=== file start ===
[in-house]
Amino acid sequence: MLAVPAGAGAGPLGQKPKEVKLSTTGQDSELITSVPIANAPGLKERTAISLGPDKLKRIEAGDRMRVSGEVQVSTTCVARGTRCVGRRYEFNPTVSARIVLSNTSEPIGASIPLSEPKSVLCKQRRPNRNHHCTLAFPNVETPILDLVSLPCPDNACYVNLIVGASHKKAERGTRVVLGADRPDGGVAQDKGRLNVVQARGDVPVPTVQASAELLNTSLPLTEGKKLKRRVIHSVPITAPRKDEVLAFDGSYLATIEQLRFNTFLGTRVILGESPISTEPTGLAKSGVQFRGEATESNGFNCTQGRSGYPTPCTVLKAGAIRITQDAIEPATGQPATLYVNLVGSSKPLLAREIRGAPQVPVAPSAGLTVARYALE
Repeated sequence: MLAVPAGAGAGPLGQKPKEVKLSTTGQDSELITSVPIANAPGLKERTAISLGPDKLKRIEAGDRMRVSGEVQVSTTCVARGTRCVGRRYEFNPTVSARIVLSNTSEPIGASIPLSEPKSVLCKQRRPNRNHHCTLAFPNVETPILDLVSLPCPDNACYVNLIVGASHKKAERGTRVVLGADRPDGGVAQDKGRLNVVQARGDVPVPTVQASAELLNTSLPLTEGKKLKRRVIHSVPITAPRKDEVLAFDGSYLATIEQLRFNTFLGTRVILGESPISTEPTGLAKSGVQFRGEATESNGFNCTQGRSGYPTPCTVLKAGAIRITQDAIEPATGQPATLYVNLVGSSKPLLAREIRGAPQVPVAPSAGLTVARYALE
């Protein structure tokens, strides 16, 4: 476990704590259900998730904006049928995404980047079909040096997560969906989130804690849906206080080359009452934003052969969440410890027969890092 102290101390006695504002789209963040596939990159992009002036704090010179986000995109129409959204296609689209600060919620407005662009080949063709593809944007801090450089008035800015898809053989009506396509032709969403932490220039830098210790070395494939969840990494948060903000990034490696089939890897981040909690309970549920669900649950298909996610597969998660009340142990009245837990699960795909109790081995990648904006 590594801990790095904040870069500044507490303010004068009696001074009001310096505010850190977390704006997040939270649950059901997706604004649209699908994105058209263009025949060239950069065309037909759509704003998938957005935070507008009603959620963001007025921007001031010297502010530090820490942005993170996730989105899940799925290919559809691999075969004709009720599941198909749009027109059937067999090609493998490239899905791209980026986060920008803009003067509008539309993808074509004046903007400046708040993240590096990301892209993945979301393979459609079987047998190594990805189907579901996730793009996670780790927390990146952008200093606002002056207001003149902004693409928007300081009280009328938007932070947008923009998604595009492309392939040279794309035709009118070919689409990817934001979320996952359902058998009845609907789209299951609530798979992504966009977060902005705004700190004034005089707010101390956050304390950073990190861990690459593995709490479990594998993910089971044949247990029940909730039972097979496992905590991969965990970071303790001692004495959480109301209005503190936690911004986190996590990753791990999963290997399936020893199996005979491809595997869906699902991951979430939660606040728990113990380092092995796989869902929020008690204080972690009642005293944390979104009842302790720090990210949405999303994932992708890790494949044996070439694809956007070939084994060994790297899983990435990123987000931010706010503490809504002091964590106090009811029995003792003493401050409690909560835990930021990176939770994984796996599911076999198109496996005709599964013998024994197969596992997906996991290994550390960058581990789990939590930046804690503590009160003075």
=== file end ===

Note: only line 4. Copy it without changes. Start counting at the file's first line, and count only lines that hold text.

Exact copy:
């Protein structure tokens, strides 16, 4: 476990704590259900998730904006049928995404980047079909040096997560969906989130804690849906206080080359009452934003052969969440410890027969890092 102290101390006695504002789209963040596939990159992009002036704090010179986000995109129409959204296609689209600060919620407005662009080949063709593809944007801090450089008035800015898809053989009506396509032709969403932490220039830098210790070395494939969840990494948060903000990034490696089939890897981040909690309970549920669900649950298909996610597969998660009340142990009245837990699960795909109790081995990648904006 590594801990790095904040870069500044507490303010004068009696001074009001310096505010850190977390704006997040939270649950059901997706604004649209699908994105058209263009025949060239950069065309037909759509704003998938957005935070507008009603959620963001007025921007001031010297502010530090820490942005993170996730989105899940799925290919559809691999075969004709009720599941198909749009027109059937067999090609493998490239899905791209980026986060920008803009003067509008539309993808074509004046903007400046708040993240590096990301892209993945979301393979459609079987047998190594990805189907579901996730793009996670780790927390990146952008200093606002002056207001003149902004693409928007300081009280009328938007932070947008923009998604595009492309392939040279794309035709009118070919689409990817934001979320996952359902058998009845609907789209299951609530798979992504966009977060902005705004700190004034005089707010101390956050304390950073990190861990690459593995709490479990594998993910089971044949247990029940909730039972097979496992905590991969965990970071303790001692004495959480109301209005503190936690911004986190996590990753791990999963290997399936020893199996005979491809595997869906699902991951979430939660606040728990113990380092092995796989869902929020008690204080972690009642005293944390979104009842302790720090990210949405999303994932992708890790494949044996070439694809956007070939084994060994790297899983990435990123987000931010706010503490809504002091964590106090009811029995003792003493401050409690909560835990930021990176939770994984796996599911076999198109496996005709599964013998024994197969596992997906996991290994550390960058581990789990939590930046804690503590009160003075």